The committee was tasked with four primary objectives:  limiting the production and trafficking of Captagon, facilitating the return of refugees to Syria, promoting progress in the Syrian political process via the Constitutional Committee, and establishing a panel to “coordinate regional security.”

Although a specific target wasn’t explicitly outlined, it was implicitly included in the initiative, aiming to diminish the widening influence of Iran and Hezbollah in Syria, which includes, among other factors, the Captagon networks.

Following Syria’s reentry, legislators in the US House of Representatives proposed the “Anti-Normalization Act” concerning the Assad regime. This legislation aimed to close or restrict loopholes and exceptions that allowed US backing for endeavors like the Jordanian-Egyptian energy proposal.

Yet, the legislation failed to pass through the US Senate, sparking extensive deliberations between humanitarian organizations worried about its ramifications on aid efforts and US-Syrian groups advocating for accountability regarding Assad’s crimes.

Increased Captagon production and Jordanian strikes

After the initial gathering in Cairo last August, the Contact Committee essentially failed to take off, primarily because of the ongoing proliferation of Captagon, compelling Jordan to escalate its military interventions.

By the end of September, the kingdom’s forces had shot down four drones launched from Assad-controlled territory and launched air strikes on drug production facilities near the Syrian border village of Umm al-Rumman.

In response, Jordanian Foreign Minister Ayman Safadi, who openly supported Assad’s inclusion, publicly acknowledged that drug trafficking had increased in the years since Amman opened normalization talks.

This trend continued to grow in the following months, especially as winter fog provided cover for smugglers to evade border patrols and surveillance cameras.

On January 17, a Jordanian airstrike against drug warehouses in Syria’s Suwayda governorate killed ten civilians, sparking a rare public war of words between Damascus and Amman.

The Syrian Ministry of Foreign Affairs conveyed its “astonishment” at the “unwarranted” airstrikes and accused Amman of disregarding the regime’s purported communication concerning smuggling and border security concerns. Additionally, the ministry highlighted Jordan’s alleged past allowance of “terrorists” to enter Syria—a term employed by the Syrian regime to refer to armed opposition factions during the civil conflict.

In response, the Jordanian Ministry of Foreign Affairs emphasized that the smuggling of drugs and weapons from Syria threatens the kingdom’s national security. They pointed out that Damascus has failed to address these issues, despite receiving detailed intelligence from Amman, including the names of known smugglers, their backers, and maps of manufacturing sites, storage locations, and smuggling routes.

In total, Jordan has reportedly carried out at least eight air and artillery strikes in southern Syria since last August alone.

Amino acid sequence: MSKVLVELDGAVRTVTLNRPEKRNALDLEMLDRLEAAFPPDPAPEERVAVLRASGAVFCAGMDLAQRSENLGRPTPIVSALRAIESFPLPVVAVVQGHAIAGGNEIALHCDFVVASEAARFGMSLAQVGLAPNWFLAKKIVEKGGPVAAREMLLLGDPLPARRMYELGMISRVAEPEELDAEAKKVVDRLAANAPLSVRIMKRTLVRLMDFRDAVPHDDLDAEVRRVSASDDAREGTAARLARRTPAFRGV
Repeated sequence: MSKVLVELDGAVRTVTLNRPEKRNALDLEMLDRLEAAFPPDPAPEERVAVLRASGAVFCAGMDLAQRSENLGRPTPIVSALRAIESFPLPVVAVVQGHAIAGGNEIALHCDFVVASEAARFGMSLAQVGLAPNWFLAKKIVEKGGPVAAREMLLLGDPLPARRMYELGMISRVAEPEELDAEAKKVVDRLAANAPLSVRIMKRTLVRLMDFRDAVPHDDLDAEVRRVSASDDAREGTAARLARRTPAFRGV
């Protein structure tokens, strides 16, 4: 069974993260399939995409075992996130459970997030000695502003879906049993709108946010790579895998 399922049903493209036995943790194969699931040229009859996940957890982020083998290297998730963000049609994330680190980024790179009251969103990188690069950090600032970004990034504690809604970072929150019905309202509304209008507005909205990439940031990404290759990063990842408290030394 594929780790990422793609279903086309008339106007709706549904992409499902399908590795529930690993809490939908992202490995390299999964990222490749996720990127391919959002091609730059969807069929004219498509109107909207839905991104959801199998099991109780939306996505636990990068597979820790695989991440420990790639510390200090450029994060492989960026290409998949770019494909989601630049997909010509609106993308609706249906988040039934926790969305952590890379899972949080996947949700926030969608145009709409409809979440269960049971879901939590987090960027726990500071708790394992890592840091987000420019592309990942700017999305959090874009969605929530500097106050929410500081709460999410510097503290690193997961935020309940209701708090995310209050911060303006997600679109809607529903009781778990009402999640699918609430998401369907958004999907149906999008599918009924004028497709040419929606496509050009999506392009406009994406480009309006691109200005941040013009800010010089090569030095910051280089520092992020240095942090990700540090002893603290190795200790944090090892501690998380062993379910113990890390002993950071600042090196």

Jordanian forces have also engaged in several significant border skirmishes with drug smugglers, whose groups can include up to 400 armed individuals.

Meanwhile, the Assad regime reported seven drug seizures during the same period—a relatively low figure considering the sharp increase in smuggling operations, which now employ various tactics to bypass enforcement, such as using flocks of carrier pigeons.

Arms smuggling

Jordanian authorities are increasingly alarmed by the rising number of weapons being smuggled from Syria, as these arms could be used within Jordan or sent to the West Bank, potentially escalating Israeli-Palestinian tensions amid the conflict with Hamas.

Recently, Jordanian sources have disclosed Iran’s apparent role in facilitating these transfers.

Reports on the cache seized in March revealed that Iranian-backed militias in Syria had supplied weapons to a Hamas-affiliated Muslim Brotherhood cell in Jordan.

Given these revelations, Amman might find it increasingly difficult to maintain a cautious silence regarding Iran’s involvement in the various threats emerging from Syria

Recent diplomatic attempts

Initially, Arab diplomats intended to tackle this escalation at the second ministerial meeting of the “Contact Committee,” set for March 7. However, the meeting was canceled after Damascus failed to respond to the committee’s inquiries about Captagon and other matters.

Instead, the Syrian regime dispatched Foreign Minister Faisal al-Miqdad to Riyadh to discuss these issues directly with his Saudi counterpart, Prince Faisal bin Farhan, and the newly appointed Syrian ambassador, Ayman Soussan.

May 8 was then rescheduled for the ministerial meeting in Baghdad, but Syria again declined to provide a written response to the committee’s questions, prompting officials to cancel the event at Amman’s request.

On May 13, Al-Miqdad met with Al-Safadi directly, but a subsequent Jordanian statement implied that no progress had been made on any of the committee’s long-standing requests.